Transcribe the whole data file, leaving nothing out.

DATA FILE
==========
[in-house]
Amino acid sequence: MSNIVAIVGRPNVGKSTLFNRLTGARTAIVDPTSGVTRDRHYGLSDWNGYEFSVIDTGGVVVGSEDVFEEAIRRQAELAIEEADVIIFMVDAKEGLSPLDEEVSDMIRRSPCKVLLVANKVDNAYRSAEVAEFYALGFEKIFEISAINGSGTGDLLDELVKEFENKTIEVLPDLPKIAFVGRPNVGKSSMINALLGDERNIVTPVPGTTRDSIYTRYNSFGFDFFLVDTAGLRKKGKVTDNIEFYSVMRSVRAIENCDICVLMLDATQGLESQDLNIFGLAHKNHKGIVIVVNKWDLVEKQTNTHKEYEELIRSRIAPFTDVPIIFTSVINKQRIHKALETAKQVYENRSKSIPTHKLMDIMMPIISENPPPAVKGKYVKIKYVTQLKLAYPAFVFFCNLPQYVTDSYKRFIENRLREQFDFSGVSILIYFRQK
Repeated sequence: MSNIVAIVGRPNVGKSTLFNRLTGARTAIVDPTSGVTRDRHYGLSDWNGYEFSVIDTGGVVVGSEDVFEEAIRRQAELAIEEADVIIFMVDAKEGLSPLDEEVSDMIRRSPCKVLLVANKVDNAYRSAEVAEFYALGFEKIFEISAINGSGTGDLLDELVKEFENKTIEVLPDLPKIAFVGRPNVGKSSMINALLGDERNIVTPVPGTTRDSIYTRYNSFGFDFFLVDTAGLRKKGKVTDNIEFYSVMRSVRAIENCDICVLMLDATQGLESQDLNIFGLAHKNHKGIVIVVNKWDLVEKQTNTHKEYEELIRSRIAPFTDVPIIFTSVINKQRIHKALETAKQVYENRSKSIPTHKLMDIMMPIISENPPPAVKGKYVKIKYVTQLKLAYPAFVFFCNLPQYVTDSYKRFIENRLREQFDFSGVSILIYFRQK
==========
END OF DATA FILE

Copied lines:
[in-house]
Amino acid sequence: MSNIVAIVGRPNVGKSTLFNRLTGARTAIVDPTSGVTRDRHYGLSDWNGYEFSVIDTGGVVVGSEDVFEEAIRRQAELAIEEADVIIFMVDAKEGLSPLDEEVSDMIRRSPCKVLLVANKVDNAYRSAEVAEFYALGFEKIFEISAINGSGTGDLLDELVKEFENKTIEVLPDLPKIAFVGRPNVGKSSMINALLGDERNIVTPVPGTTRDSIYTRYNSFGFDFFLVDTAGLRKKGKVTDNIEFYSVMRSVRAIENCDICVLMLDATQGLESQDLNIFGLAHKNHKGIVIVVNKWDLVEKQTNTHKEYEELIRSRIAPFTDVPIIFTSVINKQRIHKALETAKQVYENRSKSIPTHKLMDIMMPIISENPPPAVKGKYVKIKYVTQLKLAYPAFVFFCNLPQYVTDSYKRFIENRLREQFDFSGVSILIYFRQK
Repeated sequence: MSNIVAIVGRPNVGKSTLFNRLTGARTAIVDPTSGVTRDRHYGLSDWNGYEFSVIDTGGVVVGSEDVFEEAIRRQAELAIEEADVIIFMVDAKEGLSPLDEEVSDMIRRSPCKVLLVANKVDNAYRSAEVAEFYALGFEKIFEISAINGSGTGDLLDELVKEFENKTIEVLPDLPKIAFVGRPNVGKSSMINALLGDERNIVTPVPGTTRDSIYTRYNSFGFDFFLVDTAGLRKKGKVTDNIEFYSVMRSVRAIENCDICVLMLDATQGLESQDLNIFGLAHKNHKGIVIVVNKWDLVEKQTNTHKEYEELIRSRIAPFTDVPIIFTSVINKQRIHKALETAKQVYENRSKSIPTHKLMDIMMPIISENPPPAVKGKYVKIKYVTQLKLAYPAFVFFCNLPQYVTDSYKRFIENRLREQFDFSGVSILIYFRQK